2.1. Study design
A quasi-experimental (pretest- posttest with a control group) study was conducted on patients with hypertension attended to the Health Houses that regularly provided by the routine cares.
The current study was conducted in Gorgan city of Iran between June 2018 and February 2019. The study protocol was approved by the Ethics Committee of Golestan University of Medical Sciences. Patients suitable for inclusion were as follows; a definitive diagnosis by a physician, having a health record in the Health House, lack of chronic and severe complications, no other lasting diseases, aged between 30 to 65 years, no history of surgery or hospitalization in the last three months, willingness to participate in the study, lack of specific mental illnesses and no dementia, and those excluded if they did not meet the following criteria; pregnancy during the study, need a special diet, involved with diseases and absent more than two sessions in the educational interventions. Prior to the study, the informed written consent was obtained by all patients.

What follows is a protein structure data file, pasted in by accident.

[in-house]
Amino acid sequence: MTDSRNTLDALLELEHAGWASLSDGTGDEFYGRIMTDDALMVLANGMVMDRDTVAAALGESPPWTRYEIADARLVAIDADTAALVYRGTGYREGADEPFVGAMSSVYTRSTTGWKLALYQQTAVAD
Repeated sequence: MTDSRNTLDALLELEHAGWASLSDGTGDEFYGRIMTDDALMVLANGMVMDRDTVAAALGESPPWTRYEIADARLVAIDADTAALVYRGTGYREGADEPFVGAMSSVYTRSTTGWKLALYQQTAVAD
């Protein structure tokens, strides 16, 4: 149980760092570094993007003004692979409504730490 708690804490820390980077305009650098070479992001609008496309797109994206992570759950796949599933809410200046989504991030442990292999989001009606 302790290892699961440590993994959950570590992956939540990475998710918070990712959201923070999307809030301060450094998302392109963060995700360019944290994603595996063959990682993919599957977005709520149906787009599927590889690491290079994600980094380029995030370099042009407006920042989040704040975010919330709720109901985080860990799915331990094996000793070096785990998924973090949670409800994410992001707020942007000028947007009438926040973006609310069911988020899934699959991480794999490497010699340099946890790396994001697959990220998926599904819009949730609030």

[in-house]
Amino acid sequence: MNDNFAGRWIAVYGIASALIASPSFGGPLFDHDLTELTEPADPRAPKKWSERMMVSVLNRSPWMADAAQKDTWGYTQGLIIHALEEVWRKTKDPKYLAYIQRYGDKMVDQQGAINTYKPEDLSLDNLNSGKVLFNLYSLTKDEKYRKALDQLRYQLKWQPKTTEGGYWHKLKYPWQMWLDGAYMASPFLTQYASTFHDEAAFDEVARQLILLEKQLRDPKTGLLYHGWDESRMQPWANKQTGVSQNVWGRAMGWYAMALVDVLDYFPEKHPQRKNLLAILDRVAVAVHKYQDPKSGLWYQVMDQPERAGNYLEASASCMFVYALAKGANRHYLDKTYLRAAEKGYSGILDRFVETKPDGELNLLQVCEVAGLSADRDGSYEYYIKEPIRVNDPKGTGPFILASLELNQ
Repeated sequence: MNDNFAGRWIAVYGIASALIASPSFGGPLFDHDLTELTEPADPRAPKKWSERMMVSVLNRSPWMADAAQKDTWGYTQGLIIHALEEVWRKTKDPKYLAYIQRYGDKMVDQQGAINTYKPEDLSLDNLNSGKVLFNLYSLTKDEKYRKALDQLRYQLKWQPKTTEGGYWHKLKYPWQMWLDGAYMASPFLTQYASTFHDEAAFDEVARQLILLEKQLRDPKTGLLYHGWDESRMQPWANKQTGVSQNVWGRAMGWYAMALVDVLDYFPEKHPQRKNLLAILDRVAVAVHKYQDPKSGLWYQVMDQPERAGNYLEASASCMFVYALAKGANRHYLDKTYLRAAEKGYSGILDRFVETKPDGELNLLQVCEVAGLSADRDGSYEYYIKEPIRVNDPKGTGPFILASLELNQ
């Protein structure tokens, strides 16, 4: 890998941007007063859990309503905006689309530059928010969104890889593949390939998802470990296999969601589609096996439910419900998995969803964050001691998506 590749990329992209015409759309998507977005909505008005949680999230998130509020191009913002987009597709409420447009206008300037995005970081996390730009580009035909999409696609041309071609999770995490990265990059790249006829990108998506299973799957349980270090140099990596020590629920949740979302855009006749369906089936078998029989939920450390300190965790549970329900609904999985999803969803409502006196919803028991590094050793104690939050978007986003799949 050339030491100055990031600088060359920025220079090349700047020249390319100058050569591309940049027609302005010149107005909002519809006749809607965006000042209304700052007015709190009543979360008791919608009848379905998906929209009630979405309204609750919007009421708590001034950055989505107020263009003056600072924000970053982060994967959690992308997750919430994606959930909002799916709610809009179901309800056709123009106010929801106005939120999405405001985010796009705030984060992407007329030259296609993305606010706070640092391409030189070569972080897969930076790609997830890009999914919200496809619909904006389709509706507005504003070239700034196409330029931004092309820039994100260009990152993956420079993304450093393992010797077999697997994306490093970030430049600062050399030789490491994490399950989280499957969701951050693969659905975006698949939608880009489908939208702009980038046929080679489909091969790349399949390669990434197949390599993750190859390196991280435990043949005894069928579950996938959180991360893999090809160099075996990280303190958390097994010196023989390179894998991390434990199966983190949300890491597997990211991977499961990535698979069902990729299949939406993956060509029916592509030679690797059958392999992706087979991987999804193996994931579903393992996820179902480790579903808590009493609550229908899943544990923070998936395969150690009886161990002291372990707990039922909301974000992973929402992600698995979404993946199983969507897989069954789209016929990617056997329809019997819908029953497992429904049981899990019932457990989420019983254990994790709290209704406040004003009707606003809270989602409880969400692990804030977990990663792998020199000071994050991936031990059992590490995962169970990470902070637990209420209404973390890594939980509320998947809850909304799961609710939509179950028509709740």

To collect data, a standard 12- part questionnaire was used including, 1) demographic characteristics (job, education and marital status and …), 2) nutritional knowledge (10 items, correct answers scored 2 and false, and I don’t know scored 0, ranged 0 to 20) , 3) perceived benefits (nine items), 4) perceived barriers (10 items), 5) perceived self-efficacy (10 items), 6) affects related to behavior (eight items), 7) interpersonal influences (nine items), 8) situational influences (seven items), 9) commitment to action (nine items), 10) nutritional behavior, 11) nutritional follow-up (five items). Part 3 and 4 were 4-point Likert scale and scored completely agree 4, agree 3, disagree 2, and completely disagree 1. Furthermore, parts of 6, 7, 8, 9 and 11 were 5-point Likert Scale and scored always 5, often 4, sometimes 3, rarely 2, never 1. In final, self-efficacy was tested using a 10-point continuum such that patients with lower and higher self-efficacy select number of near 1 and 10, accordingly. This self-administered questionnaire was used and validated by Kamran et al (23). According to a pilot study, reliability of the questionnaire was as follows in detail; nutritional knowledge (0.81), perceived benefits (0.77), perceived barriers (0.84), perceived self-efficacy (0.75), affects related to behavior (0.82), interpersonal influences (0.91), situational influences (0.88), commitment to action (0.73).